Leandre Banon, Beninese, joined WACSI in September 2014 as Capacity Development Programme Assistant. Since then, he has worked in various units within the Institute to support operational and institutional capacity strengthening programmes for civil society in the region. Currently serving as Capacity Development Programme Officer at WACSI, his main responsibilities involve designing, planning, implementing and monitoring capacity development programmes for civil society constituents and grouping across the West Africa. Leandre is a certified Change the Game Academy Programme Trainer. His background lies in the areas of economics and development planning.


Samuel Appiah is a Ghanaian and currently the Programme Officer in the Finance and Administrative Unit at the West Africa Civil Society Institute (WACSI). He joined the Institute in May, 2016.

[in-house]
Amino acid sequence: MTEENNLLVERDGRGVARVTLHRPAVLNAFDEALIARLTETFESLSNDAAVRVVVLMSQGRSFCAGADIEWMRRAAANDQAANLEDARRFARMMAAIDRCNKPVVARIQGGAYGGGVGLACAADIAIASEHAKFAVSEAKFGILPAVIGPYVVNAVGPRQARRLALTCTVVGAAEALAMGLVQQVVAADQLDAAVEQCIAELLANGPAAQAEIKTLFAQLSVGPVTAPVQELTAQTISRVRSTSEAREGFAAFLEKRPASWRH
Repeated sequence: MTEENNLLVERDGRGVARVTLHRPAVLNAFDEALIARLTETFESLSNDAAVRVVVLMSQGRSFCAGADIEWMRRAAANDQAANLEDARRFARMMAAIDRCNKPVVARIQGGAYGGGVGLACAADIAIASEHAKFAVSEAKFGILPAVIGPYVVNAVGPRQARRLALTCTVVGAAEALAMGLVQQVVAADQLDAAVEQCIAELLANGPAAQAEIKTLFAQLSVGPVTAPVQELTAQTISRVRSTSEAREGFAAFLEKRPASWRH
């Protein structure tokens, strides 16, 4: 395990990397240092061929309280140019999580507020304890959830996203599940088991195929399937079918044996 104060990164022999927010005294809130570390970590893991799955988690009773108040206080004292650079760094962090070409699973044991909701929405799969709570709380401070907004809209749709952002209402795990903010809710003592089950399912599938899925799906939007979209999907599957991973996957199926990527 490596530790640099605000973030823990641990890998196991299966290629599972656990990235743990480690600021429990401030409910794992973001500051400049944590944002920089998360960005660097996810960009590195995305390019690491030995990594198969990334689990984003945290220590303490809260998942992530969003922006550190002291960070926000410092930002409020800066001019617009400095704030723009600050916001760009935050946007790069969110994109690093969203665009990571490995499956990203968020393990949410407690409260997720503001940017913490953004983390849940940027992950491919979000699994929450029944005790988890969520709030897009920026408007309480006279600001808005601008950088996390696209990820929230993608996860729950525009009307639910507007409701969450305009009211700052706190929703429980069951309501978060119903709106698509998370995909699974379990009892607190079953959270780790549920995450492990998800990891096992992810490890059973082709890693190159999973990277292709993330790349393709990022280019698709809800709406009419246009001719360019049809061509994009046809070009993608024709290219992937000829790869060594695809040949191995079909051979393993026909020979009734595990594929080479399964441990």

Jimm Chick Fomunjong, Cameroonian, joined WACSI in May 2018 as the Head of the Knowledge Management and Communication Units of the Institute. He has over ten years’ experience as a journalist and a development communications expert. He has a vast experience in supporting African organisations to strengthen their internal and external communications, building and sustaining relationships with the media and, leveraging on the power of social media to promote their mission. He is also excellent at supporting organisations to set up and operationalise functional communications and knowledge management systems. He has a deep passion and expertise in supporting Africans and African civil society organisations to document their praxis, share and learn from experiences documented from the African civil society sector.